Dorset is Hardy country. Dorchester, its capitol, is said to be the model for Casterbridge in the novel, The Mayor of Casterbridge. Did I bring a copy with me? No. Didn’t plan to do much reading in our two day visit, though I wish I had re-read some Hardy works before we came down. But that will have to wait for our next visit. And there will be another visit. Dorset is not only beautiful, it is bursting with history; has a swannery with 600 swans; rock pools, beaches and fossils, but more importantly to the gourmand in me, some top-notch restaurants. They don’t feature swan on the menus, though. All the swans in England belong to the queen, so you can’t kill them without permission from her majesty. The swannery, by the way, was started about 700 years ago by some monks, and is still there. Not the same swans, though. Imagine 600 swans in the same place. Must be like clouds on the water.
Our first night in Dorset, we dined in a small restaurant on the harbor at Weymouth called Perry’s. The first thing you notice on your way to the restaurant is hundreds of masts spiking up from hundreds of boats, and not a luxury yacht among them. They look like fishing boats, working boats, or some one’s weekend folly. The second thing is the fishy harbor smell enveloping the shore, preparing you for a meal of very fresh fish. Perry’s does not disappoint, although in perusing the menu I ran across a couple of items I wasn’t sure about. One was Pollack. I mean, I know some people are not keen on Polish immigrants, but I didn’t expect to find one on a menu. The item turned out to be only a fish, after all. How banal. The other fish I didn’t recognize was Guenard, which I thought sounded like someone from across the channel, but again, was only a fish.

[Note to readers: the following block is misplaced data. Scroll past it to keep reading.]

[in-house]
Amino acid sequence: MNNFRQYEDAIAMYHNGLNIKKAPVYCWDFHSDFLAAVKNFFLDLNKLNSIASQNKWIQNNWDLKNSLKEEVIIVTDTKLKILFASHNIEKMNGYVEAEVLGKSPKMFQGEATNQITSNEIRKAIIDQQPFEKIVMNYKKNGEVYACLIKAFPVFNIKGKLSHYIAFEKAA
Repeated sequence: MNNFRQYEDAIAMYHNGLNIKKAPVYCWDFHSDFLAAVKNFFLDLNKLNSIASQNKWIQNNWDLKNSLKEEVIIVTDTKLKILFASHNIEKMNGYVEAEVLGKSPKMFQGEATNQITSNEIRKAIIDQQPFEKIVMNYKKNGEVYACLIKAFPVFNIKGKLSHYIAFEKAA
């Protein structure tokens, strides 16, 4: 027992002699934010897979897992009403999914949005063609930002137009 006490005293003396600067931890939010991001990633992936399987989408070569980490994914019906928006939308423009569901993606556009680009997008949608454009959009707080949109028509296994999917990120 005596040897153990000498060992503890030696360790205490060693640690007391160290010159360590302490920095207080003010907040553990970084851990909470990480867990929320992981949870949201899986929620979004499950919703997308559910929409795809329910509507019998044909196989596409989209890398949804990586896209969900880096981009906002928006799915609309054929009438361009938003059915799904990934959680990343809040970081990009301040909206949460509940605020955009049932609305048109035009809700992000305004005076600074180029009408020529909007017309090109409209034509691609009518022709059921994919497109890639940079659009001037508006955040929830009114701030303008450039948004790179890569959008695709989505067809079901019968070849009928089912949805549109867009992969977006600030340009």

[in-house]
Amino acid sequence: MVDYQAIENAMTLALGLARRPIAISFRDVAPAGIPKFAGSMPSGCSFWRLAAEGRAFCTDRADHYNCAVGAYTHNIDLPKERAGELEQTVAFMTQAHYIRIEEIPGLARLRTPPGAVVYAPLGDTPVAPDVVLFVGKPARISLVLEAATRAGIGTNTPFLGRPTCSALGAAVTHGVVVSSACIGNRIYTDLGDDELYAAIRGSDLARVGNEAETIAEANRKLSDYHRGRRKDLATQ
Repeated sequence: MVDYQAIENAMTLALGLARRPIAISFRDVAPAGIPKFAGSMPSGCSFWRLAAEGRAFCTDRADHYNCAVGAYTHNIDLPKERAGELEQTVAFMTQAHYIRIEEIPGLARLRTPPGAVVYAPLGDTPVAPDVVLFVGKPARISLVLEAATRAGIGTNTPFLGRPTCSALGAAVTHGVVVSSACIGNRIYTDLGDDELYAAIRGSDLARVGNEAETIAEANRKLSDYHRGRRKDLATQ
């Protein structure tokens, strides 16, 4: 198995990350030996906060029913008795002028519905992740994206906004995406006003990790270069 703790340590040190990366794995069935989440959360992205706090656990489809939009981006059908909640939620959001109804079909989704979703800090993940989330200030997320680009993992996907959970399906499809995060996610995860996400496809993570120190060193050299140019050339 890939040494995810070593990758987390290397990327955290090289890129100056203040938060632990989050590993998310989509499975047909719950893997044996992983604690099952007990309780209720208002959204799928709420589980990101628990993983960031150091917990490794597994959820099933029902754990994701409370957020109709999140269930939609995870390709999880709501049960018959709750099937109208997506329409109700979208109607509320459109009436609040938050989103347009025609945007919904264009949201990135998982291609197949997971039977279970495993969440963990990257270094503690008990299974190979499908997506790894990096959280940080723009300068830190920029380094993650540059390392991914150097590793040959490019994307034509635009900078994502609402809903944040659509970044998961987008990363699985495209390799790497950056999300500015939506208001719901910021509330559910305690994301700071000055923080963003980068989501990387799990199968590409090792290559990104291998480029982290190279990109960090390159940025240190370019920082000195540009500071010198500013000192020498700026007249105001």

I actually ordered the Pollack, which came as a chunk of white flesh on a bed of freshly sautéed greens topped by a slice of fried potato. It was rewardingly fresh and mild, the way I like my fish.
The next evening was our really big splurge at a little restaurant in Dorchester. We had to reserve this time, because this is not only a little restaurant, it is a tiny restaurant. Fourteen covers in the whole place. We had found the name of the restaurant, Sienna, in two good food guides, and our hosts at Higher Came Farmhouse also recommended it. It deserves all the praise it gets. First of all, the "amuse-bouches" consisted of exquisite little palate teasers: small rounds of pizza, which had little in common with it bigger counterparts except for being round; tiny cheese quiches with hints of garlic, and a creamy artichoke dip.
I chose a starter of Asparagus Risotto with Parmesan ice cream. The risotto was made with an asparagus-based vegetable broth, garnished with tender-crisp asparagus tips and a scoop of the ice-cream, which wasn’t sweet, of course, but very creamy, which slowly melted into the risotto. Bernard ordered a fresh crab and roasted tomato tart which was delicately seasoned and had a thin, tender, tasty crust. For the main course I ordered a lamb duo which consisted of pink slices of tender lamb beside a streak of garlicky minced lamb with a hint of clove, and topped with potato slices, a mini-shepherd’s pie. It was accompanied by whipped carrots thinned with a vegetable broth made with fennel, all subtle and very delicious. Bernard chose venison, which he loved, but I didn’t taste because it was too different from my lamb.
We hadn’t planned on dessert, but after such a perfect meal, we decided to try them out. I had a vanilla panacotta with strawberries which was divine. I don’t remember what Bernard had, but we plan to go back down just to try other items on the menu.
- Dorset and the Jurassic Coast.